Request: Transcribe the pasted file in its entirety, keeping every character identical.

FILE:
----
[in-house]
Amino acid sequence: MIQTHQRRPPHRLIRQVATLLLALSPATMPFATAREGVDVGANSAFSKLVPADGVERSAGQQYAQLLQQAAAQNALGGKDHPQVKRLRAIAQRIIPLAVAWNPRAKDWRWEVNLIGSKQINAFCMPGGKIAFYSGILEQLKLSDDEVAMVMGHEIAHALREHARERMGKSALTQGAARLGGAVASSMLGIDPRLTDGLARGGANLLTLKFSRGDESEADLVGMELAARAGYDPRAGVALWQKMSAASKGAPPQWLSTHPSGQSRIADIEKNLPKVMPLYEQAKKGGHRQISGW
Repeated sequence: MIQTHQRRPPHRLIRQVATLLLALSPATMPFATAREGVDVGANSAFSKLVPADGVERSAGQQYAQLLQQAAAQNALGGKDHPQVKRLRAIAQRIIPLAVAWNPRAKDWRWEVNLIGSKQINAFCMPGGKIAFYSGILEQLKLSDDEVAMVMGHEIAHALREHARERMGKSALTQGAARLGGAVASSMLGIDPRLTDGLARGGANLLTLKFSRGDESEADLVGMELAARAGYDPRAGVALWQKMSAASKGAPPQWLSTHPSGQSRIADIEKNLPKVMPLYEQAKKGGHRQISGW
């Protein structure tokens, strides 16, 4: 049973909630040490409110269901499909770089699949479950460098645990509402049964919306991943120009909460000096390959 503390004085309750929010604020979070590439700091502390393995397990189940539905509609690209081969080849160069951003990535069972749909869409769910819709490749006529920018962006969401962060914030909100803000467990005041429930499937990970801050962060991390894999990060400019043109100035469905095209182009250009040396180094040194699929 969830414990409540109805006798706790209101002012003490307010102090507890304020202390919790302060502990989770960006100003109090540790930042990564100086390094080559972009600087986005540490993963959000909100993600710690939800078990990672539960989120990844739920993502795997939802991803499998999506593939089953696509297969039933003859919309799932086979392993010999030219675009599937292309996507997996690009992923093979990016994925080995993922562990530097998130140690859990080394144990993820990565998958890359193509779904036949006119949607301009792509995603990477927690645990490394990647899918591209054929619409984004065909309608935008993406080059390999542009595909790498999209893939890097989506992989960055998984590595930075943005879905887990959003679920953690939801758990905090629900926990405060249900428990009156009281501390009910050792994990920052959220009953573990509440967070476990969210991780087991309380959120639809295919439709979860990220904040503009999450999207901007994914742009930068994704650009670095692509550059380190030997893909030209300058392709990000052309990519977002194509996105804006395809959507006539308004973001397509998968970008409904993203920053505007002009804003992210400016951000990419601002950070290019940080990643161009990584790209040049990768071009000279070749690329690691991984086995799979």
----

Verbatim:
[in-house]
Amino acid sequence: MIQTHQRRPPHRLIRQVATLLLALSPATMPFATAREGVDVGANSAFSKLVPADGVERSAGQQYAQLLQQAAAQNALGGKDHPQVKRLRAIAQRIIPLAVAWNPRAKDWRWEVNLIGSKQINAFCMPGGKIAFYSGILEQLKLSDDEVAMVMGHEIAHALREHARERMGKSALTQGAARLGGAVASSMLGIDPRLTDGLARGGANLLTLKFSRGDESEADLVGMELAARAGYDPRAGVALWQKMSAASKGAPPQWLSTHPSGQSRIADIEKNLPKVMPLYEQAKKGGHRQISGW
Repeated sequence: MIQTHQRRPPHRLIRQVATLLLALSPATMPFATAREGVDVGANSAFSKLVPADGVERSAGQQYAQLLQQAAAQNALGGKDHPQVKRLRAIAQRIIPLAVAWNPRAKDWRWEVNLIGSKQINAFCMPGGKIAFYSGILEQLKLSDDEVAMVMGHEIAHALREHARERMGKSALTQGAARLGGAVASSMLGIDPRLTDGLARGGANLLTLKFSRGDESEADLVGMELAARAGYDPRAGVALWQKMSAASKGAPPQWLSTHPSGQSRIADIEKNLPKVMPLYEQAKKGGHRQISGW
């Protein structure tokens, strides 16, 4: 049973909630040490409110269901499909770089699949479950460098645990509402049964919306991943120009909460000096390959 503390004085309750929010604020979070590439700091502390393995397990189940539905509609690209081969080849160069951003990535069972749909869409769910819709490749006529920018962006969401962060914030909100803000467990005041429930499937990970801050962060991390894999990060400019043109100035469905095209182009250009040396180094040194699929 969830414990409540109805006798706790209101002012003490307010102090507890304020202390919790302060502990989770960006100003109090540790930042990564100086390094080559972009600087986005540490993963959000909100993600710690939800078990990672539960989120990844739920993502795997939802991803499998999506593939089953696509297969039933003859919309799932086979392993010999030219675009599937292309996507997996690009992923093979990016994925080995993922562990530097998130140690859990080394144990993820990565998958890359193509779904036949006119949607301009792509995603990477927690645990490394990647899918591209054929619409984004065909309608935008993406080059390999542009595909790498999209893939890097989506992989960055998984590595930075943005879905887990959003679920953690939801758990905090629900926990405060249900428990009156009281501390009910050792994990920052959220009953573990509440967070476990969210991780087991309380959120639809295919439709979860990220904040503009999450999207901007994914742009930068994704650009670095692509550059380190030997893909030209300058392709990000052309990519977002194509996105804006395809959507006539308004973001397509998968970008409904993203920053505007002009804003992210400016951000990419601002950070290019940080990643161009990584790209040049990768071009000279070749690329690691991984086995799979």